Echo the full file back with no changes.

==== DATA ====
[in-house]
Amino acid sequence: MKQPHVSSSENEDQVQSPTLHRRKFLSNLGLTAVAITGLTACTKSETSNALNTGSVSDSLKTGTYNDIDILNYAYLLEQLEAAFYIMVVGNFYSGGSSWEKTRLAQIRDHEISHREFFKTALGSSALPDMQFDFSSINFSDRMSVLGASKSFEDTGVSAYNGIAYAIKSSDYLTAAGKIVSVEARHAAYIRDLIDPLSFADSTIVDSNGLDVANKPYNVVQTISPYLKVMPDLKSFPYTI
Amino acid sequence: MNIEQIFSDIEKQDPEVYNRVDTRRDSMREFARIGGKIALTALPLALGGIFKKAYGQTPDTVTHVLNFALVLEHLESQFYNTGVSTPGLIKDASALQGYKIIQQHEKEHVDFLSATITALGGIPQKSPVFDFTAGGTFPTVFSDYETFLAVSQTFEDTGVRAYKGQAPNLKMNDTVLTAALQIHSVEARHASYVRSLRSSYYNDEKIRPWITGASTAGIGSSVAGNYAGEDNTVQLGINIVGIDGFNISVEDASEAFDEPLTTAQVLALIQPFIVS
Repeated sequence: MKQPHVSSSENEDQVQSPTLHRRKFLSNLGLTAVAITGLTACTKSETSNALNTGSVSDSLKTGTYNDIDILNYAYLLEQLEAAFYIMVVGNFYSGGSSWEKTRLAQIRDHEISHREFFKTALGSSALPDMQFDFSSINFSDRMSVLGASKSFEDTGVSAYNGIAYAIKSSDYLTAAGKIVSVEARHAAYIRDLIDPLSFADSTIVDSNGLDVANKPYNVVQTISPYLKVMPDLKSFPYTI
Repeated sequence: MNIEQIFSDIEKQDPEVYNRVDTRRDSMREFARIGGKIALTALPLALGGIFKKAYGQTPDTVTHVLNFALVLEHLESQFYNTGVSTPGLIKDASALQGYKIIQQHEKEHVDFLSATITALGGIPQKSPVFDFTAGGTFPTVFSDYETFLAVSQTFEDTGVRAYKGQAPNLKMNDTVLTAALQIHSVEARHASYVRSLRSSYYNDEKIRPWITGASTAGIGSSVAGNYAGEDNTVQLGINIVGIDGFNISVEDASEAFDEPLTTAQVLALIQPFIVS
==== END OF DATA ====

[in-house]
Amino acid sequence: MKQPHVSSSENEDQVQSPTLHRRKFLSNLGLTAVAITGLTACTKSETSNALNTGSVSDSLKTGTYNDIDILNYAYLLEQLEAAFYIMVVGNFYSGGSSWEKTRLAQIRDHEISHREFFKTALGSSALPDMQFDFSSINFSDRMSVLGASKSFEDTGVSAYNGIAYAIKSSDYLTAAGKIVSVEARHAAYIRDLIDPLSFADSTIVDSNGLDVANKPYNVVQTISPYLKVMPDLKSFPYTI
Amino acid sequence: MNIEQIFSDIEKQDPEVYNRVDTRRDSMREFARIGGKIALTALPLALGGIFKKAYGQTPDTVTHVLNFALVLEHLESQFYNTGVSTPGLIKDASALQGYKIIQQHEKEHVDFLSATITALGGIPQKSPVFDFTAGGTFPTVFSDYETFLAVSQTFEDTGVRAYKGQAPNLKMNDTVLTAALQIHSVEARHASYVRSLRSSYYNDEKIRPWITGASTAGIGSSVAGNYAGEDNTVQLGINIVGIDGFNISVEDASEAFDEPLTTAQVLALIQPFIVS
Repeated sequence: MKQPHVSSSENEDQVQSPTLHRRKFLSNLGLTAVAITGLTACTKSETSNALNTGSVSDSLKTGTYNDIDILNYAYLLEQLEAAFYIMVVGNFYSGGSSWEKTRLAQIRDHEISHREFFKTALGSSALPDMQFDFSSINFSDRMSVLGASKSFEDTGVSAYNGIAYAIKSSDYLTAAGKIVSVEARHAAYIRDLIDPLSFADSTIVDSNGLDVANKPYNVVQTISPYLKVMPDLKSFPYTI
Repeated sequence: MNIEQIFSDIEKQDPEVYNRVDTRRDSMREFARIGGKIALTALPLALGGIFKKAYGQTPDTVTHVLNFALVLEHLESQFYNTGVSTPGLIKDASALQGYKIIQQHEKEHVDFLSATITALGGIPQKSPVFDFTAGGTFPTVFSDYETFLAVSQTFEDTGVRAYKGQAPNLKMNDTVLTAALQIHSVEARHASYVRSLRSSYYNDEKIRPWITGASTAGIGSSVAGNYAGEDNTVQLGINIVGIDGFNISVEDASEAFDEPLTTAQVLALIQPFIVS